Far and away, the most common mental illness troubling the human animal is Generalized Anxiety Disorder, which can make life really miserable for almost 25% of women and 15% of men.
When it’s not “chronic”, i.e., with you all the time, a little anxiety is actually useful. You feel a little anxious when you’re deciding (or not) to walk down a dark alley, and sensing potential danger, take another route. If you were to inventory your physical and emotional symptoms at the beginning of that alley (heightened awareness, increased heart and breathing rate), that’s a normal and very brief “fight or flight” response. “Functional fear”, a safety mechanism, probably saved your butt more often than you know. The Flying Wallendas could have used this. Or Evel Knievel.
However, when you go through much of life, good days and bad, experiencing anxiety, worrying thoughts, disturbed sleep, segueing into and out of panic attacks, then you probably need professional help.
Although doctors aren’t positive why some people suffer chronic anxiety and others don’t, the overall numbers have been increasing. People say this is because there’s more to worry about, but the Middle Ages weren’t so great. I think we’re more willing to talk about anxiety, and treatments have improved. Up to the 1940’s, a woman with a panic attack might spend the rest of her life in a state mental hospital. Up to the 1960’s, she’d get a prefrontal lobotomy. I wrote about this, but maybe you’d rather not read it.
We now know the brain chemical serotonin is involved with both depression and anxiety. If you think of serotonin as your ‘factory installed buffer against stress’, you can sort of guess that a lot of the medications and supplements (the SSRI meds like Prozac, Zoloft, Lexapro, St. John’s wort) for anxiety are geared toward boosting serotonin. The female brain has less serotonin than her male counterpart, hence the female susceptibility to both anxiety and depression. Although these medications are widely prescribed, and get good grades from patients, they’re not free from side effects and often take weeks for full effect. When, about three weeks later, the meds work, the response is interesting: “You know doctor, the stuff that was stressing me out is still there. It just isn’t bothering me as much.” That comes from raising your serotonin stress buffer.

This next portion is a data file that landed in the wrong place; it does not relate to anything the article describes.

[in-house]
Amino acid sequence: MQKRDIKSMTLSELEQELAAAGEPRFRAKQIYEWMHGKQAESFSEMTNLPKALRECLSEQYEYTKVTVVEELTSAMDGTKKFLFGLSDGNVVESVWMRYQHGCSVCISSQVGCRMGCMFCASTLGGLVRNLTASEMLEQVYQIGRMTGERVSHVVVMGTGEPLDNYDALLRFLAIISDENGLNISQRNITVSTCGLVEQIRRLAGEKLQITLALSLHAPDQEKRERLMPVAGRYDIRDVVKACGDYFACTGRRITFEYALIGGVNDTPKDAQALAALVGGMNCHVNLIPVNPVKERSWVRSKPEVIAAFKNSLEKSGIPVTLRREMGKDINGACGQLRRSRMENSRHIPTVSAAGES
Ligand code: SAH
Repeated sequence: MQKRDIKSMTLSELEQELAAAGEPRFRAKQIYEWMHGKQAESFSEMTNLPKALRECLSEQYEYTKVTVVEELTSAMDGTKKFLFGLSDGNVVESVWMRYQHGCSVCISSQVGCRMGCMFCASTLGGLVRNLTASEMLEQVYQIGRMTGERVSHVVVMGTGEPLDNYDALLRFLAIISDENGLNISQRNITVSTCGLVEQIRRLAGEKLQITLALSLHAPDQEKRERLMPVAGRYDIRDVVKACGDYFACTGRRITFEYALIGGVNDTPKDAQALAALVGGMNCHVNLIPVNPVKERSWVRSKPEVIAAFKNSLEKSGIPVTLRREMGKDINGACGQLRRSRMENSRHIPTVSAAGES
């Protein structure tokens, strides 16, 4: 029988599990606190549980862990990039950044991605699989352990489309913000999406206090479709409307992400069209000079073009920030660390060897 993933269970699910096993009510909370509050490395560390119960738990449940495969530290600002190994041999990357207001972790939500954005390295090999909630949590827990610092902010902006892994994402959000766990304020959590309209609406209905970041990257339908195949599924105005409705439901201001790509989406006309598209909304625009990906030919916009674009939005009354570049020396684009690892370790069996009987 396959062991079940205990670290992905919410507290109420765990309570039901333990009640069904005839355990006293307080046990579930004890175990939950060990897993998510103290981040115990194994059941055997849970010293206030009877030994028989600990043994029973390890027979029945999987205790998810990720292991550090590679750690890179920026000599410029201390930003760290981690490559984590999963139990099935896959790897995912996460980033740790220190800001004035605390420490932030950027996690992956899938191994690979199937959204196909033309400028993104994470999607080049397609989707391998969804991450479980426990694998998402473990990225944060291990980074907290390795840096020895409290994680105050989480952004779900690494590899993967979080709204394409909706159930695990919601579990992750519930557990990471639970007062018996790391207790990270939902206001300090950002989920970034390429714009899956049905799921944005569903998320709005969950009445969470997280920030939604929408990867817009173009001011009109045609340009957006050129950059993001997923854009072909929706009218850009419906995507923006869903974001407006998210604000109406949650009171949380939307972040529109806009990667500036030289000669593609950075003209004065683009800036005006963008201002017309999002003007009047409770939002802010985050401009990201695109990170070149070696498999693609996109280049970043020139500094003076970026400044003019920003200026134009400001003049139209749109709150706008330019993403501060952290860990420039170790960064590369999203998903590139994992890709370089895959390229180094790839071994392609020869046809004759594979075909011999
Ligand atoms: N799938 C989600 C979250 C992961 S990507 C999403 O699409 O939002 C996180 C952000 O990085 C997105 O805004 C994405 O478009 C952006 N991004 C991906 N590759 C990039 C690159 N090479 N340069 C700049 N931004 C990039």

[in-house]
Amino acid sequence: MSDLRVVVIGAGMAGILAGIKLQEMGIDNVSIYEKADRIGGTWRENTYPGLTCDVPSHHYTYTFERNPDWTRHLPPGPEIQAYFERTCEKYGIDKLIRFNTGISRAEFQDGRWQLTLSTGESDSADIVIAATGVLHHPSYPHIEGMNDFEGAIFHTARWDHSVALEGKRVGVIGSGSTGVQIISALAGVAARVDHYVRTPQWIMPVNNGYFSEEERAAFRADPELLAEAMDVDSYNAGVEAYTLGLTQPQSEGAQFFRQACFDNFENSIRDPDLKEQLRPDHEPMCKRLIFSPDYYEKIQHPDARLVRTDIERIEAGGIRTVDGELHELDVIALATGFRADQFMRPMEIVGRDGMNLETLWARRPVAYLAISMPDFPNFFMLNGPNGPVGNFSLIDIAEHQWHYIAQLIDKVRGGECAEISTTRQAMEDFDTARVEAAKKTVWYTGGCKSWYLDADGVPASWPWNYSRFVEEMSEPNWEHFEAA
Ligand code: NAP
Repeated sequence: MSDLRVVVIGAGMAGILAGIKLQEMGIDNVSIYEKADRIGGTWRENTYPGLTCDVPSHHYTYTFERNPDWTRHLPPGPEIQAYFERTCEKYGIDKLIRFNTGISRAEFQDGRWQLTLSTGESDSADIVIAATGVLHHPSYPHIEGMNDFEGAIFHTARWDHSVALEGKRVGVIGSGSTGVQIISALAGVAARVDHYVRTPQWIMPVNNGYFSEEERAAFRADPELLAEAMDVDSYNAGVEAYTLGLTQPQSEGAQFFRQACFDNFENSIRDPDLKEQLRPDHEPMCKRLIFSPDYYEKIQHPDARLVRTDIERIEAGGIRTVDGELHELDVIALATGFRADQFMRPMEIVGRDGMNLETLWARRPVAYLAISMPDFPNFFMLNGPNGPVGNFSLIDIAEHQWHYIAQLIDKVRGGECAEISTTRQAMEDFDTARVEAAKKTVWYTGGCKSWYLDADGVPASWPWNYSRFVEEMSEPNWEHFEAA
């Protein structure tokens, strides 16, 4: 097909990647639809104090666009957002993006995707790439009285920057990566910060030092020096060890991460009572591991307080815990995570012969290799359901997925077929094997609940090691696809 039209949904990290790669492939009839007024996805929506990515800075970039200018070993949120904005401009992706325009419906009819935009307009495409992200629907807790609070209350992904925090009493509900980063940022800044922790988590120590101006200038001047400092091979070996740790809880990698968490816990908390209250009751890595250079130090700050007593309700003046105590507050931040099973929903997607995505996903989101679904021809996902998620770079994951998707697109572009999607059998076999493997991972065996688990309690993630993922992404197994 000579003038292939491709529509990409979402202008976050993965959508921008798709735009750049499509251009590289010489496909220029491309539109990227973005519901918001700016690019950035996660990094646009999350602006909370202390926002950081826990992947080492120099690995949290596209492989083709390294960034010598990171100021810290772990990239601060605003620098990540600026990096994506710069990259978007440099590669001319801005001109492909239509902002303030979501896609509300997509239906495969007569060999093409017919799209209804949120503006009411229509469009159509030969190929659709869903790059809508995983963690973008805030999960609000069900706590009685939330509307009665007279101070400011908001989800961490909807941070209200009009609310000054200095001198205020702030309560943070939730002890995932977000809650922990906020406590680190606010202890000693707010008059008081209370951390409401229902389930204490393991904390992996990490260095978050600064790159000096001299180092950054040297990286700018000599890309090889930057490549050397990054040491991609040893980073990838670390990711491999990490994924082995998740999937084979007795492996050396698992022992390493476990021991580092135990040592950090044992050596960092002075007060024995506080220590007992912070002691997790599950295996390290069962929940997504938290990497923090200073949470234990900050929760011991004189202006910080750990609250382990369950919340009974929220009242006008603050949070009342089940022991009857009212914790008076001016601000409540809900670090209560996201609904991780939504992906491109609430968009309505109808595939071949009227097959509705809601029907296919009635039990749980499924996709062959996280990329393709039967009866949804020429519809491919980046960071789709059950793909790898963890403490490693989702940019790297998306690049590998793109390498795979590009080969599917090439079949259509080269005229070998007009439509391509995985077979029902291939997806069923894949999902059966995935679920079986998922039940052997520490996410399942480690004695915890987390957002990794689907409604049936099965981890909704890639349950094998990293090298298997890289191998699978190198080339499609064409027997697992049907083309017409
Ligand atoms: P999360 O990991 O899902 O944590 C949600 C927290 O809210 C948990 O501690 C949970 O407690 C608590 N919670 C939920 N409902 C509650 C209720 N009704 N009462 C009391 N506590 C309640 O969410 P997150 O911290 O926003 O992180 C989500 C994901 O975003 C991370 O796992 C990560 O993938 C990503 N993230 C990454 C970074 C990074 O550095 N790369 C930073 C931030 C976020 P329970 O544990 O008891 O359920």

By the way, certain personalities are especially prone to anxiety: introverts more than extroverts, especially introverts susceptible to a mental state called neuroticism, which is actually quite common. This is a sense of anxiety in a non-threatening social situation (going to a restaurant, getting on a bus, going shopping <pre-COVID, of course>. I want patients to think of themselves as open wounds and the whole world “out there” is made of salt. Not surprisingly, patients rarely disagree with this assessment of themselves. And if a significant other is in the room, he/she will nod, “That’s you, honey.”
On the plus side, chronically anxious patients are usually highly intuitive and very sensitive to colors, textures, are often artists and even feel the positive and negative ‘energies’ in a place, probably because they’re always on high alert.
To make matters worse for women, serotonin is linked to estrogen, so that during the week before her period, when estrogen takes a nosedive, so will her serotonin stress buffering system. PMS miseries include anxiety, panic, depression. Like an efficient praying mantis, she’ll chew the head off her mate or burst into tears during a Hallmark movie. Relief comes only by her third day of flow when estrogen starts to rise again.